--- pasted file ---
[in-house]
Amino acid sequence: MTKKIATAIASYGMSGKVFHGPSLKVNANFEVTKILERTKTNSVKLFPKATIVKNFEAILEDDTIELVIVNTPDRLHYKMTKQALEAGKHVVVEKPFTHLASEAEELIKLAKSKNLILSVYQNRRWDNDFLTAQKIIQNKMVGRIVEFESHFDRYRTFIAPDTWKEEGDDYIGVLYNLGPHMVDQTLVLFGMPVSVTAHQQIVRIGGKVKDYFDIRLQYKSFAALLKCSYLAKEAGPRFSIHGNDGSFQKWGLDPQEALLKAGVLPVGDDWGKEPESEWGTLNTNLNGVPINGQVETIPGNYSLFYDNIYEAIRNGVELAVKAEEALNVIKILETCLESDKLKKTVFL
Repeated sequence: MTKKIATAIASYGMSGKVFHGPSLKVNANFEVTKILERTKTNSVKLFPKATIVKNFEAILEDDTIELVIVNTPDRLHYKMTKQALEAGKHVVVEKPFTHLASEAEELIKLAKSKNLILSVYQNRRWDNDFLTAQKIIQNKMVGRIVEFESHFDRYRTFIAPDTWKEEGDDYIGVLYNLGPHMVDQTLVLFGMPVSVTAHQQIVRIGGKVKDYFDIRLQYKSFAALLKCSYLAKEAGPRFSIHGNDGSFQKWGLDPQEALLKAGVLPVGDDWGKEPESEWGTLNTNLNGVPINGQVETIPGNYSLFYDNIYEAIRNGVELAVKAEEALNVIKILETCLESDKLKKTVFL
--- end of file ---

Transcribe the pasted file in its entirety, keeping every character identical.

[in-house]
Amino acid sequence: MTKKIATAIASYGMSGKVFHGPSLKVNANFEVTKILERTKTNSVKLFPKATIVKNFEAILEDDTIELVIVNTPDRLHYKMTKQALEAGKHVVVEKPFTHLASEAEELIKLAKSKNLILSVYQNRRWDNDFLTAQKIIQNKMVGRIVEFESHFDRYRTFIAPDTWKEEGDDYIGVLYNLGPHMVDQTLVLFGMPVSVTAHQQIVRIGGKVKDYFDIRLQYKSFAALLKCSYLAKEAGPRFSIHGNDGSFQKWGLDPQEALLKAGVLPVGDDWGKEPESEWGTLNTNLNGVPINGQVETIPGNYSLFYDNIYEAIRNGVELAVKAEEALNVIKILETCLESDKLKKTVFL
Repeated sequence: MTKKIATAIASYGMSGKVFHGPSLKVNANFEVTKILERTKTNSVKLFPKATIVKNFEAILEDDTIELVIVNTPDRLHYKMTKQALEAGKHVVVEKPFTHLASEAEELIKLAKSKNLILSVYQNRRWDNDFLTAQKIIQNKMVGRIVEFESHFDRYRTFIAPDTWKEEGDDYIGVLYNLGPHMVDQTLVLFGMPVSVTAHQQIVRIGGKVKDYFDIRLQYKSFAALLKCSYLAKEAGPRFSIHGNDGSFQKWGLDPQEALLKAGVLPVGDDWGKEPESEWGTLNTNLNGVPINGQVETIPGNYSLFYDNIYEAIRNGVELAVKAEEALNVIKILETCLESDKLKKTVFL